By Ismael Peña-López
ICTlogy (ISSN 1886-5208). Issue #16, January 2005


Scott Leslie posts about the Wikiversity:

a free, open learning environment and research community. Online courses are being created as a form of co-operative and interactive exchange of knowledge

Some days ago Yan Simard and I had some interesting discussion about learning objects repositories vs. the power of the Internet by itself (enhanced by Google or other search engines) to act as a repository.

Well, I think the Wikiversity comes up to complicate things.
Simplifying quite a bit, I thing there are four kinds of free content (I wouldn’t call all of them learning objects) repositories:

Forgive me for putting it that simple.
The question is that we’ve been talking and talking about folksonomies and it looks like what we make converge (categories) in one side we make it diverge the other side (repositories).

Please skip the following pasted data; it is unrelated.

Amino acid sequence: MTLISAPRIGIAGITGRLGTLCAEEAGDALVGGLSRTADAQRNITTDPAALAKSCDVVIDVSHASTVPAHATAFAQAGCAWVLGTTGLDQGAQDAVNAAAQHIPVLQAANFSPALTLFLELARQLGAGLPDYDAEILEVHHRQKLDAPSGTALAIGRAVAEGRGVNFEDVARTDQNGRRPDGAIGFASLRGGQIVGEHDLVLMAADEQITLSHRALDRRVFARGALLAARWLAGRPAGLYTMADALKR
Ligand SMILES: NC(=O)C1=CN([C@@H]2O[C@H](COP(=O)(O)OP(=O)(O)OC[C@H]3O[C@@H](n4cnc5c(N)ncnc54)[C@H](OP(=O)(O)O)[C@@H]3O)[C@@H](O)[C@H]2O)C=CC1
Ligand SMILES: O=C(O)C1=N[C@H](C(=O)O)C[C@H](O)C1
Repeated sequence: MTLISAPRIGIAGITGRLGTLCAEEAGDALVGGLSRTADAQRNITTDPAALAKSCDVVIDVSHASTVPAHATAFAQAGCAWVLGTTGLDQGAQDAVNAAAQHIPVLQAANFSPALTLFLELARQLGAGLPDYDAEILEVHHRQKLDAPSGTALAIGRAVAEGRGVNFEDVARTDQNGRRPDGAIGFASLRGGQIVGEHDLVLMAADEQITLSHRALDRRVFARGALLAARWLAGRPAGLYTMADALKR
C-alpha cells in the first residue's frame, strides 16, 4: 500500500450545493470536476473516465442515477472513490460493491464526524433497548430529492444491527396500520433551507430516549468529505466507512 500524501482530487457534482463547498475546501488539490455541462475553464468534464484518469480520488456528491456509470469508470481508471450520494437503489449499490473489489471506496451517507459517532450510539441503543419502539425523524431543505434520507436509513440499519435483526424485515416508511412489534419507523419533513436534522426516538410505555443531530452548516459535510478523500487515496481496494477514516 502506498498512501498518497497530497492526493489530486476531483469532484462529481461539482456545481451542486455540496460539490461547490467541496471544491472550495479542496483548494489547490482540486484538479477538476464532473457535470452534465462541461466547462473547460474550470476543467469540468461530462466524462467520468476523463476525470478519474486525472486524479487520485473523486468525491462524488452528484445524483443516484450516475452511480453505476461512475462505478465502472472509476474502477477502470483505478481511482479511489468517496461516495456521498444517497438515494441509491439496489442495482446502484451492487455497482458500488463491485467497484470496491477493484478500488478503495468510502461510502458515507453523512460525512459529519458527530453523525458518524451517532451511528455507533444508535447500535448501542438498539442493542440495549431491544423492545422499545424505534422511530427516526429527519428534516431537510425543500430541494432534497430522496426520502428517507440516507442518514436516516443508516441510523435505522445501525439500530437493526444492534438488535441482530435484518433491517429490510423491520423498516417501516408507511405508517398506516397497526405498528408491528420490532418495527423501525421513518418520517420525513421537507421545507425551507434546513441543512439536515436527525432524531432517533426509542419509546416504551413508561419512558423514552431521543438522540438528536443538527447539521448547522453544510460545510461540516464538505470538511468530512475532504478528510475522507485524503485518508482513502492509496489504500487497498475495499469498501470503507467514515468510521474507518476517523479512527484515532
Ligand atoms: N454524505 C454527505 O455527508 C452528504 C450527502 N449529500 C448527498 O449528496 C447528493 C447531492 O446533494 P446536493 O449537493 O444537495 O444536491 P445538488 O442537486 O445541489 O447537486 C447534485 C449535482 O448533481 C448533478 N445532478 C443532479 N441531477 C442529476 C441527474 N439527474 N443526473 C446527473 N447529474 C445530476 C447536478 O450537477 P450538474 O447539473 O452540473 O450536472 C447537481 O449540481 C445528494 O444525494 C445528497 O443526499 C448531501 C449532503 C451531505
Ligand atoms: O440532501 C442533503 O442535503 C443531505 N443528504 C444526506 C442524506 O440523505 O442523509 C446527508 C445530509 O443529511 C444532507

No, I don’t have any alternative, nor a clue. Just thinking out loud and sharing what I think is quite a big problem. At least, in the F/OSS field, even if there’s a huge diversity, you know that you have to be souceforged if you want to exist.

If you need to cite this article in a formal way (i.e. for bibliographical purposes) I dare suggest:

Peña-López, I. (2005) “Wikiversity” In ICTlogy, #16, January 2005. Barcelona: ICTlogy.
Retrieved month dd, yyyy from

1 Comment to “Wikiversity” »

  1. Interesting item, I have been thinking of using Google in a similar manner for recruitment processes. Obviously there is lots of possibilities when it comes to leveraging the search engines.

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